Verizon donates $100,000 to UK scholarship for battered women

Mary Lynne Capilouto said the program is a boost for victims.
Mary Lynne Capilouto said the program is a boost for victims.

Verizon Wireless will finance the inaugural scholarship in a program for battered women established by the Center for Research on Violence Against Women at the University of Kentucky, officials announced Monday.

A $100,000 donation from Verizon will create the first endowed scholarship for the Women's Empowerment Scholarship program. Verizon's donation will give the university $4,000 in interest income each year for a scholarship for one woman, said Carol Jordan, assistant provost and director of the Center.

The women's empowerment scholarship program is designed to help women get an education as a means of escaping violence and providing for their families.

Women who live in poverty are at increased risk of victimization, Jordan said.

"They are in effect trapped," she said.

Jordan said at a news conference that she knew of no other scholarship program for abused women that is as comprehensive as the one announced Monday.

Scholarship recipients will receive a benefit package of financial aid, academic support and advocacy.

In addition to the scholarship, UK's Office of the Registrar will coordinate the women's access to state and federal financial aid.

Each woman given a scholarship will be assigned an academic advisor to help her succeed. She also will be provided an advocate from the Bluegrass Domestic Violence Program if she needs protection or help such as child care or transportation.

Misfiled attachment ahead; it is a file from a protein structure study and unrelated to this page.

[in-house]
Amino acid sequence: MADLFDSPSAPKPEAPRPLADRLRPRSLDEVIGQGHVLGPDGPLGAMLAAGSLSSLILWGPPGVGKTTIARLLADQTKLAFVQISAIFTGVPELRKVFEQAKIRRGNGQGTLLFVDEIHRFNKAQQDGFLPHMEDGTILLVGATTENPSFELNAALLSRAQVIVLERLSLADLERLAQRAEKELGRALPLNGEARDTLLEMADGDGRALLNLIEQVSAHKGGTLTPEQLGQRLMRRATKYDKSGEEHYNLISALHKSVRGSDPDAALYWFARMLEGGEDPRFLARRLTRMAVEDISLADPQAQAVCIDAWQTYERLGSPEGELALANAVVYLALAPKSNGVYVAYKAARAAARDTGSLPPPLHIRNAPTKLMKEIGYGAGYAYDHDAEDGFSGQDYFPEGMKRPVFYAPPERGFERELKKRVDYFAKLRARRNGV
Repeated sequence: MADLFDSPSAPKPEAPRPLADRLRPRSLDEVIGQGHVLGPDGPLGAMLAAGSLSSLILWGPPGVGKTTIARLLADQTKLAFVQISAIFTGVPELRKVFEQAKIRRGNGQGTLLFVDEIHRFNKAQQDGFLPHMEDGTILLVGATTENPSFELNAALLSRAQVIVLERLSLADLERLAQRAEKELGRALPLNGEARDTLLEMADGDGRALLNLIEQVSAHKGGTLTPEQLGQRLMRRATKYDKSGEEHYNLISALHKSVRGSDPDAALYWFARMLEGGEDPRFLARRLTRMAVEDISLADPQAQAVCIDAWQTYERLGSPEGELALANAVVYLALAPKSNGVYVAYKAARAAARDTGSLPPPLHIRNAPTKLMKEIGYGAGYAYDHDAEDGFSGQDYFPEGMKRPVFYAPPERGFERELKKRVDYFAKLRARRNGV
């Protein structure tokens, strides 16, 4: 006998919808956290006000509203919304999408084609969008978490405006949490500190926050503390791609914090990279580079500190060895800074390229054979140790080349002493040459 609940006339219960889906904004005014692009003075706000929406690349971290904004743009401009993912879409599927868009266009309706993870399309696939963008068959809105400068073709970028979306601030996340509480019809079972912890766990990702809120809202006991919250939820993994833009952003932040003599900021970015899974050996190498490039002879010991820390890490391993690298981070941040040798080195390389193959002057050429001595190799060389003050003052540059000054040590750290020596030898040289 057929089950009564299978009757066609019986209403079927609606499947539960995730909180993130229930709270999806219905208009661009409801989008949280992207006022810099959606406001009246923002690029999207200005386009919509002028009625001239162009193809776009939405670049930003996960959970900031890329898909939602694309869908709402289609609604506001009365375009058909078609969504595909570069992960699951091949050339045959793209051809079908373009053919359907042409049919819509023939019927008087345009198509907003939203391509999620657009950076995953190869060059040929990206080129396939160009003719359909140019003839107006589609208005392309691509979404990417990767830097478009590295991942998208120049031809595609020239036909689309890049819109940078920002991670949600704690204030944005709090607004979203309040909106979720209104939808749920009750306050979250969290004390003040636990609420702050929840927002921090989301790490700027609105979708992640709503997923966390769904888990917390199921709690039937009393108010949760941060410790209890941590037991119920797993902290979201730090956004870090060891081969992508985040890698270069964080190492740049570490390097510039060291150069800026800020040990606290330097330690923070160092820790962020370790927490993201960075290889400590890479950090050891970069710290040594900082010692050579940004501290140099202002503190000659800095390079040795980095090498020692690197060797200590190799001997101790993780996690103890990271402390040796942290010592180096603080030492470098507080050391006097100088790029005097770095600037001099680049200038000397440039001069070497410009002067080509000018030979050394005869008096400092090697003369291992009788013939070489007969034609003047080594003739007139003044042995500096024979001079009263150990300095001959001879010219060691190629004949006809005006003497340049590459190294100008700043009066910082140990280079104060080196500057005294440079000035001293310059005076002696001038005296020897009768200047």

Mary Lynne Capilouto, the wife of UK president Eli Capilouto, was among those who announced the initiative.

"We are opening the door for opportunity to women who have been victimized, and that door is the door to education," Mary Lynne Capilouto said.

The first $4,000 scholarship will probably be given this fall.

The first recipient has not yet been selected, Jordan said.

In addition to the Verizon Wireless Women's Empowerment Scholarship, the Center at UK wants to establish four more Women's Empowerment Scholarships, with help from other donors.

"This is hopefully just a beginning," Jordan said.

In order to be eligible for the scholarship, women have to have participated in one of the programs of the Kentucky Domestic Violence Association. They also have to be pursuing a bachelor's degree at the University of Kentucky.

The Verizon money came from its HopeLine recycling program, which turns used phones into support for domestic-violence survivors, said Michelle Gilbert, a public relations manager for Verizon Wireless.

HopeLine is a national Verizon program that collects phones, batteries and accessories — in any condition, from any carrier — that consumers are no longer using. The phones are refurbished, sold or recycled, and the proceeds are donated to domestic-violence prevention and treatment organizations as cash grants.

The $100,000 donation from Verizon Wireless is the equivalent of nearly 31,000 donated phones, Gilbert said.

"The gift is not just Verizon Wireless giving, but it's people across Lexington, people all across Kentucky and people all across the country who have ... done something good with the devices they are no longer using," Gilbert said.

Verizon also donates prepaid phones to domestic violence organizations for survivors to use.